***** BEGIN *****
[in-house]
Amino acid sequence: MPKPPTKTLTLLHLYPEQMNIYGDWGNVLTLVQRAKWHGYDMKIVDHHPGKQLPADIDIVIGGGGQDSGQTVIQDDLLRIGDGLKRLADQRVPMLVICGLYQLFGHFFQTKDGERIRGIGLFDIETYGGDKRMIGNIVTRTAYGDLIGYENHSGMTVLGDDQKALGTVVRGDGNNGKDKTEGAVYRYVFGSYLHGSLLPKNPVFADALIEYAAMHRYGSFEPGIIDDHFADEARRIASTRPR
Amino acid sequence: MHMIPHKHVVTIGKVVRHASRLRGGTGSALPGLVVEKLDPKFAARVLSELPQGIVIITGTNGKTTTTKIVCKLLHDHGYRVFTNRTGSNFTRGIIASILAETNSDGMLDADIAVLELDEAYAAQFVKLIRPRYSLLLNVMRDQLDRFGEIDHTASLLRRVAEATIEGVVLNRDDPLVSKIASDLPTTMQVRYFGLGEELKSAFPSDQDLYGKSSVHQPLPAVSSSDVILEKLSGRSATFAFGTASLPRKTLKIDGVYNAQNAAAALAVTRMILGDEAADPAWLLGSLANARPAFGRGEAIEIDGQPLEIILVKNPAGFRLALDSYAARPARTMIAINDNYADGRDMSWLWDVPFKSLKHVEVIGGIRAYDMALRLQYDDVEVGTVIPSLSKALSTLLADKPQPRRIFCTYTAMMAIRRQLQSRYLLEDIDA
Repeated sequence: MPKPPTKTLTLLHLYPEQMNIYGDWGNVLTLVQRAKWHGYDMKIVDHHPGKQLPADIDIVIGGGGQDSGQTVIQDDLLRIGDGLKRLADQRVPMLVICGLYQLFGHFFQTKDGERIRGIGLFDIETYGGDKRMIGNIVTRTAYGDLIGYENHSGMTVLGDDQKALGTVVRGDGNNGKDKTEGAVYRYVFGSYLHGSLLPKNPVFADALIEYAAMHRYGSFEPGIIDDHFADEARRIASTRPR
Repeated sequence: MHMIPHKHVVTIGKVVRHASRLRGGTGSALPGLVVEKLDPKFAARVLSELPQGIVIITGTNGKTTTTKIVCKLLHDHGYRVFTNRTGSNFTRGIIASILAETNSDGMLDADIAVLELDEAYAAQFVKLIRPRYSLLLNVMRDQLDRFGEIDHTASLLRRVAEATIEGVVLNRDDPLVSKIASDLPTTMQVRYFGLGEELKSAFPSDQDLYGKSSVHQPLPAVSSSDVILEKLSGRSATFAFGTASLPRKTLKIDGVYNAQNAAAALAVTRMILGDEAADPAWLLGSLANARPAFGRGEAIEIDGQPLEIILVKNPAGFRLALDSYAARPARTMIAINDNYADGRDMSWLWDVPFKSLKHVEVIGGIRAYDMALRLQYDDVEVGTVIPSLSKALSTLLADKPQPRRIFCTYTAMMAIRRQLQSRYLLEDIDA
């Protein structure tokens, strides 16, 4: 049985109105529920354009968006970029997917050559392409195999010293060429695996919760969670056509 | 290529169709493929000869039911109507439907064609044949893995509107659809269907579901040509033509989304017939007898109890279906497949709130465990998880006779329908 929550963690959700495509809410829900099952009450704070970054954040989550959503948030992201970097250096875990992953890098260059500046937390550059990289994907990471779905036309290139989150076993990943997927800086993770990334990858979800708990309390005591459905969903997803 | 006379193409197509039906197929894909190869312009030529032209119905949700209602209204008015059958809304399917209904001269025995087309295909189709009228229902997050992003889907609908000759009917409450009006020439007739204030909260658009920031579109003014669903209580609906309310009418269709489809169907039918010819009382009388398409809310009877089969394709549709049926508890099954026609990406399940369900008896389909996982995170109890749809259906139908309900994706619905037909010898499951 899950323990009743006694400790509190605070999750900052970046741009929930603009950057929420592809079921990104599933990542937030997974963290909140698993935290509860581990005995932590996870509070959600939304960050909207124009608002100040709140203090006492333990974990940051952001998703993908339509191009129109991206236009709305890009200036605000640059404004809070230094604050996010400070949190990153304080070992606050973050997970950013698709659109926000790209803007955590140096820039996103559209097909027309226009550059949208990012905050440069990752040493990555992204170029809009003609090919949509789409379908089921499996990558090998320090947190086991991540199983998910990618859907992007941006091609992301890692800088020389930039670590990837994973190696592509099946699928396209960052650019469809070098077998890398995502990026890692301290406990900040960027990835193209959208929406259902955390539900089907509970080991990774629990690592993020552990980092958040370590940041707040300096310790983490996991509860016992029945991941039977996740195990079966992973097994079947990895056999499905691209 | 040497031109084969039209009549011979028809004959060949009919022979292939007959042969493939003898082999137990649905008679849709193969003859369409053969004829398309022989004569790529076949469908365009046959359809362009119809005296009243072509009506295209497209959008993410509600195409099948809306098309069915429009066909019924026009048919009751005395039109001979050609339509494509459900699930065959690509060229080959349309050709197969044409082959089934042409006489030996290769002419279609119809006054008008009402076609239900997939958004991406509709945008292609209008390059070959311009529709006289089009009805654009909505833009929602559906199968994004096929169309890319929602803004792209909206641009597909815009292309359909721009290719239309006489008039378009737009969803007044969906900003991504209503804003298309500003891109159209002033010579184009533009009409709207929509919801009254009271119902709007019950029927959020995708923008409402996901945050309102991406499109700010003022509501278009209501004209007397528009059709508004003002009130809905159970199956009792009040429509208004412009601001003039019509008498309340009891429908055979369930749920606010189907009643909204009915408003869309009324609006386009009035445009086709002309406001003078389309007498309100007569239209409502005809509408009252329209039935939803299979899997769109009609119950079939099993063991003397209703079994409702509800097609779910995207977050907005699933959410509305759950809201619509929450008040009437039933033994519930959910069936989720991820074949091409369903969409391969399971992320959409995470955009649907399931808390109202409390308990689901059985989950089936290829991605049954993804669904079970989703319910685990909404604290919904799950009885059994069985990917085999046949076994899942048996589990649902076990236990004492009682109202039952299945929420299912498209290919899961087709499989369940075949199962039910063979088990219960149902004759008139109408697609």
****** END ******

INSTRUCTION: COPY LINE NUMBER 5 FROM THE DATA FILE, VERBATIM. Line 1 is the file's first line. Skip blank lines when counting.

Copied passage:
Repeated sequence: MHMIPHKHVVTIGKVVRHASRLRGGTGSALPGLVVEKLDPKFAARVLSELPQGIVIITGTNGKTTTTKIVCKLLHDHGYRVFTNRTGSNFTRGIIASILAETNSDGMLDADIAVLELDEAYAAQFVKLIRPRYSLLLNVMRDQLDRFGEIDHTASLLRRVAEATIEGVVLNRDDPLVSKIASDLPTTMQVRYFGLGEELKSAFPSDQDLYGKSSVHQPLPAVSSSDVILEKLSGRSATFAFGTASLPRKTLKIDGVYNAQNAAAALAVTRMILGDEAADPAWLLGSLANARPAFGRGEAIEIDGQPLEIILVKNPAGFRLALDSYAARPARTMIAINDNYADGRDMSWLWDVPFKSLKHVEVIGGIRAYDMALRLQYDDVEVGTVIPSLSKALSTLLADKPQPRRIFCTYTAMMAIRRQLQSRYLLEDIDA